Home equity loan versus a HELOC or cash-out mortgage refinance


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The pros and cons of home equity loans, including a home equity line of credit (HELOC), home equity loan and cash-out refinance, can be confusing to some borrowers.

Determining which type of equity loan is best for you depends on several factors:

  • How much equity you have.
  • How much you want to borrow.
  • When you plan to repay the money.
  • Whether you want a fixed or flexible term.
  • The interest rate on your current mortgage.

Home equity line of credit

A HELOC is a credit line secured by your home. Most HELOCs have an adjustable rate, interest-only payments for a specified time and a 10-year “draw” period during which the borrower can access the funds.

After the draw period ends, the outstanding balance must be repaid, typically over a 15-year term.

Homeowners with adequate income who don’t tip the debt overload scale can qualify for this type of loan. They can usually find this type of financing for 80 percent of combined loan to value or even 85 percent or 90 percent combined loan to value.

Combined loan to value, or CLTV

Lenders calculate the combined loan to value by adding all mortgage debt and dividing the total by the home’s current appraised value.

Formula: (Amount owed on primary mortgage + second mortgage) / appraised value

Example: Morgan owes $60,000 on the primary mortgage and has a HELOC for up to $15,000. The house is worth $100,000. The CLTV is 75%: ($60,000 + $15,000) / $100,000 = 0.75

The pros and cons of a HELOC

A HELOC can be a good way to borrow a small sum for a short time, says Justin Lopatin, vice president of residential lending at PERL Mortgage in Chicago. For example, you might borrow $20,000 that you plan to repay within three to five years.

One bad thing about a HELOC is it can be “very tempting” to access it, even if it’s not necessary, says Alan Moore, CEO of AdvicePay, a payment-processing platform for financial advisers.

“You have to carefully consider: What are your long-term goals? What is the money for?” Moore says. “Realistically, having easy access to money is not always a good thing.”

Home equity loans

A home equity loan, like a first mortgage, allows you to borrow a specific sum for a set term, often at a fixed rate. That’s why these loans are sometimes called second mortgages.

Home equity loans aren’t as common, but many banks offer them, and they do have the advantage of a fixed rate and payments.

Hybrid equity loans with fixed rates and terms

An alternative is a HELOC that’s structured like a fixed-rate home equity loan.

Some banks, like Bank of American and Wells Fargo, have begun offering HELOCs with fixed-rate conversion options. With these types of HELOCs, you can convert some or all of your HELOC into a fixed-rate loan, sometimes for a fee. This is a good option if you’d like to take advantage of low interest rates for part of your balance. Many banks offering these HELOCs let you take out as many as three fixed-rate locks at a time.

Cash-out refi

A cash-out refinance is an entirely new first mortgage with cash back when the loan closes. This option appeals to homeowners who want to refinance and take out cash at the same time.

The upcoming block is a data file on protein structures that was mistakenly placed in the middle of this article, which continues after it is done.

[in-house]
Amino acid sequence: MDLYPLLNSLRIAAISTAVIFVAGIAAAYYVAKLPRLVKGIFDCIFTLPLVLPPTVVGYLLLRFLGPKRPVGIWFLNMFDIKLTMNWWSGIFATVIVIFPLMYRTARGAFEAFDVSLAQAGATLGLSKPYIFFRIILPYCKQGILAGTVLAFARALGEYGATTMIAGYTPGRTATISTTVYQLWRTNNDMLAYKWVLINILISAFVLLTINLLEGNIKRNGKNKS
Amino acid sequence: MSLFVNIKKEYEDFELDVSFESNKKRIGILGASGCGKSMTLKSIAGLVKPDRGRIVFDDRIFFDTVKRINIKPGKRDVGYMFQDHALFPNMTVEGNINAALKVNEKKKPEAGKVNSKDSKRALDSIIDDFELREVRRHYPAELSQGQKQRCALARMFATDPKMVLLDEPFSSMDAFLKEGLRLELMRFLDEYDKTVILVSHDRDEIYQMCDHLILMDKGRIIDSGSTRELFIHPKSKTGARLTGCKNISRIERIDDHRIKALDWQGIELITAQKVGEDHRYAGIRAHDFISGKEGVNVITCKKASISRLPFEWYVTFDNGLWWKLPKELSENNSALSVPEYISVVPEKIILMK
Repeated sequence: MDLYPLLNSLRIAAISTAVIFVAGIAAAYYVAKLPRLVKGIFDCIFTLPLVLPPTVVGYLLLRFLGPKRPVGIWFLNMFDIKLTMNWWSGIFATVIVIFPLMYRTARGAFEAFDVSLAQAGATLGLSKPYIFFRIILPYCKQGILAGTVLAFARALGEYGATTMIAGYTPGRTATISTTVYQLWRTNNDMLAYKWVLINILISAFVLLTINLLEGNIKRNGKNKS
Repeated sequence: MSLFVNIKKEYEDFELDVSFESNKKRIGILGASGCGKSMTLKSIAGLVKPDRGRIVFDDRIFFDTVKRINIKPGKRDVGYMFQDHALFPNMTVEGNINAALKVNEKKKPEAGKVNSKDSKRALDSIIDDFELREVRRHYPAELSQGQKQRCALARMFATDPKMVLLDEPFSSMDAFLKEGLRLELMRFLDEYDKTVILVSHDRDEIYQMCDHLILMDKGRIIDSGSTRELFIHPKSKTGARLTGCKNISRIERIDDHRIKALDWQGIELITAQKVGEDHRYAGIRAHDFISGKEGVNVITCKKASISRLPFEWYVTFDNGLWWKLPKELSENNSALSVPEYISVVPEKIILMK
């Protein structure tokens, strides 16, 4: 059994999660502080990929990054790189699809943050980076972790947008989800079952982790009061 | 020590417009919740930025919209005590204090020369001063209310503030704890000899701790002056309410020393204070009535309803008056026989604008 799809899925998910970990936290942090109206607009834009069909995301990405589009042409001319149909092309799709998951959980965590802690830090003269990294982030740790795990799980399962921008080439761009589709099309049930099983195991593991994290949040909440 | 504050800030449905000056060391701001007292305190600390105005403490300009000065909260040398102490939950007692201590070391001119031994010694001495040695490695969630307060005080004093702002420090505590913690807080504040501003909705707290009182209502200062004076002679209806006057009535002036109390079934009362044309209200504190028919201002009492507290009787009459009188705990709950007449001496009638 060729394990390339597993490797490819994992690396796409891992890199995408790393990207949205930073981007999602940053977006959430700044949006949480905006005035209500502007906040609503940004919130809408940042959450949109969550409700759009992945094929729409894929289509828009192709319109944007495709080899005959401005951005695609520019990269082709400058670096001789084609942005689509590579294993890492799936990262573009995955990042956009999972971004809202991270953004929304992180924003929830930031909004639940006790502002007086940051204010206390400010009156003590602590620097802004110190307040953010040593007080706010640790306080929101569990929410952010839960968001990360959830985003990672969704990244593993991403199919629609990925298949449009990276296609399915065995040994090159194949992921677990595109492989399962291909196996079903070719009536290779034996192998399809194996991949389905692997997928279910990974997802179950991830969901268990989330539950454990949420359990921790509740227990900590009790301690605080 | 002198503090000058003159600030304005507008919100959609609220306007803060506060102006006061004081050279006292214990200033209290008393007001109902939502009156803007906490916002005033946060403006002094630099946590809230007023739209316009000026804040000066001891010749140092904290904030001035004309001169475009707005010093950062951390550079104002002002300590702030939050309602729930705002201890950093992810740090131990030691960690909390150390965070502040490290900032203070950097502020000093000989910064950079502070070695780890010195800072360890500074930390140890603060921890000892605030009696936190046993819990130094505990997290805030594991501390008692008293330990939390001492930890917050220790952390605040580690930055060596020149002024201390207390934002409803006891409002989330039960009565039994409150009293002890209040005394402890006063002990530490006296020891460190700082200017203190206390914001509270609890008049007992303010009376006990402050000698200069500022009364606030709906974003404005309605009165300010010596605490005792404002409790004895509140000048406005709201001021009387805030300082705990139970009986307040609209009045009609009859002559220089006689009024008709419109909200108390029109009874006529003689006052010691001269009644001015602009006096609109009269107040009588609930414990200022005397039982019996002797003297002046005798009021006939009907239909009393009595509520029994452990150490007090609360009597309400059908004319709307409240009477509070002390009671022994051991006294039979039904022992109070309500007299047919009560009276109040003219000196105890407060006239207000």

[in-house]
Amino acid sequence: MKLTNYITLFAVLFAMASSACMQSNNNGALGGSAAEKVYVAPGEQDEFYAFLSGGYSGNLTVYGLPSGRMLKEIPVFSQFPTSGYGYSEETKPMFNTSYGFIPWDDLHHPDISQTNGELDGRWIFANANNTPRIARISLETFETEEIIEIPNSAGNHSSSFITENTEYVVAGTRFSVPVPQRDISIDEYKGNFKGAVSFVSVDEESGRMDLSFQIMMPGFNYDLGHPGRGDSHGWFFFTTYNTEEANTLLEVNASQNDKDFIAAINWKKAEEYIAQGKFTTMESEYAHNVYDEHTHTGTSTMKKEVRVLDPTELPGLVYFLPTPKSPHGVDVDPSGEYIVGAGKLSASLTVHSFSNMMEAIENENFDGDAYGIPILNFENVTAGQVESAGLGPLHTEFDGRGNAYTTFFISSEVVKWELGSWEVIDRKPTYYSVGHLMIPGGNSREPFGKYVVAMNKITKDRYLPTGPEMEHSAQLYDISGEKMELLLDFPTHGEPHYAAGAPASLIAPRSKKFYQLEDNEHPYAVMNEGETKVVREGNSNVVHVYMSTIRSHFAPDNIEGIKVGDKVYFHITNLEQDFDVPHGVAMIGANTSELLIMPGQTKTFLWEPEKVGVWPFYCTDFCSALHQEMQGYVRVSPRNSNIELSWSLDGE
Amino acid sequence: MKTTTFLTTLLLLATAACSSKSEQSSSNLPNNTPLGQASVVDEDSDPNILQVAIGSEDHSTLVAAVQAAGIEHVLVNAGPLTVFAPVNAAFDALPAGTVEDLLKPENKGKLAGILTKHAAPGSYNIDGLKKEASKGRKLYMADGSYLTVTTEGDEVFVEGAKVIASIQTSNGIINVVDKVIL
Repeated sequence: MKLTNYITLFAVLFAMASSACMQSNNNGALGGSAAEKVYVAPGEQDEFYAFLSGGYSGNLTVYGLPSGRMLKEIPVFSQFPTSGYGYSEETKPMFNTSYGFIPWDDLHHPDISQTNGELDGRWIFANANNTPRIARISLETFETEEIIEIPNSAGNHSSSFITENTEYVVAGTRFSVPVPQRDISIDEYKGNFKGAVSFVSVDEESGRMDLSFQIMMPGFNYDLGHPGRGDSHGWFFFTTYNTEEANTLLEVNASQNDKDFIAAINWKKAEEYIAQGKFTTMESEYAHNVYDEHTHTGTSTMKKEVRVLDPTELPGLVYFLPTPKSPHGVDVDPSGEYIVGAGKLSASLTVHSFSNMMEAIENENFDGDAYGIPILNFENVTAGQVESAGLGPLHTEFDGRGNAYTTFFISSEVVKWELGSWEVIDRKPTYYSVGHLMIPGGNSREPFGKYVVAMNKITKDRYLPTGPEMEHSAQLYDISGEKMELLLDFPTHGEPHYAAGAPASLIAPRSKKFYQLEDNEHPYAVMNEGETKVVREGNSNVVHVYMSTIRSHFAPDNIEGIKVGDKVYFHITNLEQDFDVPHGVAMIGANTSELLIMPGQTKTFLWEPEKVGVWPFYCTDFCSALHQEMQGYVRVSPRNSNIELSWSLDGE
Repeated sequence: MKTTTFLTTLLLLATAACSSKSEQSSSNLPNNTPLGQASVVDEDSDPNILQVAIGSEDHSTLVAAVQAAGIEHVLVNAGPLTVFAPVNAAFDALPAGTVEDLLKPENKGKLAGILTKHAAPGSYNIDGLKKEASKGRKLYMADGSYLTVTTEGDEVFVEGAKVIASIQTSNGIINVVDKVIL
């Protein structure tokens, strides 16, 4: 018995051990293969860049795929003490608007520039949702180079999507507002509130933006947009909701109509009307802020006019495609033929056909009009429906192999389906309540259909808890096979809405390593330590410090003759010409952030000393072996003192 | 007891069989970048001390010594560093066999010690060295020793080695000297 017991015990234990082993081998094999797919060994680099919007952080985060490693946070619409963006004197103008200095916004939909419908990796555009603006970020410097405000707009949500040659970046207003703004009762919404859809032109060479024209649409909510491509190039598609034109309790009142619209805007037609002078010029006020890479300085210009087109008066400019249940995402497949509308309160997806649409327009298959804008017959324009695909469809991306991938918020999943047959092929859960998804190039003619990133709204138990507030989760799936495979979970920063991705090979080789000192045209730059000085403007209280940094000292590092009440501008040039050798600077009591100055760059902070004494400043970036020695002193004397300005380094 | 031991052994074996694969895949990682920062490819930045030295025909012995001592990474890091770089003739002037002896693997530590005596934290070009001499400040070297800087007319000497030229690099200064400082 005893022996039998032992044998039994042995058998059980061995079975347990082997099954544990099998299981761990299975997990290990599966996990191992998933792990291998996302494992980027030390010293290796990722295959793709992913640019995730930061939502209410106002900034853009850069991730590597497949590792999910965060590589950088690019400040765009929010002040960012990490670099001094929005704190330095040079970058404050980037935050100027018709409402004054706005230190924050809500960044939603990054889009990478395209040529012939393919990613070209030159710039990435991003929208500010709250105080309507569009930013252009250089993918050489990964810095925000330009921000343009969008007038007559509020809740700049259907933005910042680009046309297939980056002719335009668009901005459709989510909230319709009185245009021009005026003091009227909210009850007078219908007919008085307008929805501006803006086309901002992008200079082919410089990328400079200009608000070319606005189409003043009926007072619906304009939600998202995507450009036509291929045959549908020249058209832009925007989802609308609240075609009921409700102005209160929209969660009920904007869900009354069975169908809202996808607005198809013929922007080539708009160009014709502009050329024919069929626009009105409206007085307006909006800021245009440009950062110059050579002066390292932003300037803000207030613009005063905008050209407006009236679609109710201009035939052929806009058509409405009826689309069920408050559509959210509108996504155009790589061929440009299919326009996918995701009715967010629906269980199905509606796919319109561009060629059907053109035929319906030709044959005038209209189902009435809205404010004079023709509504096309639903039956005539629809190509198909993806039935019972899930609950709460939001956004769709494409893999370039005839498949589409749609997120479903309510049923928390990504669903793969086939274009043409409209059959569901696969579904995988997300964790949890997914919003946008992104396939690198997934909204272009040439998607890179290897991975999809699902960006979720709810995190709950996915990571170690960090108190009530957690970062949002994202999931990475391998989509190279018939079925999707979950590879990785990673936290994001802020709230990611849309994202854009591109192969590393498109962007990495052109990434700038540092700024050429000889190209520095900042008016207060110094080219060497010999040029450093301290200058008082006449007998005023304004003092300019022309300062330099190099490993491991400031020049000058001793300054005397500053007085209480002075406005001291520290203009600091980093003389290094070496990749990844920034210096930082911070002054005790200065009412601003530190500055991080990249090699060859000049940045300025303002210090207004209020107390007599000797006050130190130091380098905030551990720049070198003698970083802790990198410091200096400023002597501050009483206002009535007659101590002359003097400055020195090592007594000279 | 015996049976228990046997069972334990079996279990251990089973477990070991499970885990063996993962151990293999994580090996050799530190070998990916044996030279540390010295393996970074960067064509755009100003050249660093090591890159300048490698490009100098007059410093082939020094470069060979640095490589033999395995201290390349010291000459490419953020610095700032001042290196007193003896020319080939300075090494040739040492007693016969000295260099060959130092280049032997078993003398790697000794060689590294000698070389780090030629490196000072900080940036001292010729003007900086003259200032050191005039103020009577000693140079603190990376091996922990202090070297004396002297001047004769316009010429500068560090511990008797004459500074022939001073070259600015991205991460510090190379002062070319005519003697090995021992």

“It’s a good way to grab equity and keep it all in one loan,” Moore says.

He cautions, however, that any loan or cash-out strategy must have a clear purpose. Don’t take the cash just because you can.

Lenders typically limit the cash-out refinance to 80 percent of the home’s value, says Jay Voorhees, broker and founder of JVM Lending, a mortgage company in Walnut Creek, California.

Check fees and interest rates

It’s important to compare closing costs and home equity loan rates. Fees might be higher for a cash-out refinance than for a HELOC, but the interest rate might be lower for a cash-out refinance.

The ability to lock in a low fixed rate is an advantage of a cash-out refinance, Voorhees says. “Whenever your payback period is going to be relatively slow, it behooves you to have a fixed rate because it’s much safer,” he says.

Your current interest rate matters

Your new monthly payment might be higher or lower than your current payment, depending on your interest rates, loan balances and repayment terms.

For example, if your existing mortgage has a very low rate and you go for a cash-out refi, you could end up paying a higher rate on your entire loan, not just the cash-out portion.

Beware of market volatility

In times of financial crisis, home equity products are likely to take a hit. Lower loan amounts, tighter eligibility requirements and even limited offerings are all tactics lenders may implement to protect themselves in an economic downturn. Many lenders may also stop offering products like home equity loans and HELOCs altogether in these times, so it’s important to keep an eye on how rates change and how lenders respond to market volatility if you’re considering tapping your home equity.

The bottom line

Taking out any kind of loan against your home is a big decision. Before deciding how to use your home equity, consider the following:

  • A HELOC works like a credit card, allowing you to pull funds when you need them and pay them back after the draw period ends. HELOCs have variable interest rates, but some banks also let you lock in a rate on some or all of your balance for a fee.
  • A home equity loan deposits all funds upfront, and you must repay the loan with a fixed interest rate. This may be a good option if interest rates are low.
  • A cash-out mortgage refinance replaces your mortgage and will usually extend your mortgage terms, but it may be the right choice for homeowners who need cash but have also been planning on refinancing.

Featured image by @maginnis of Twenty20.

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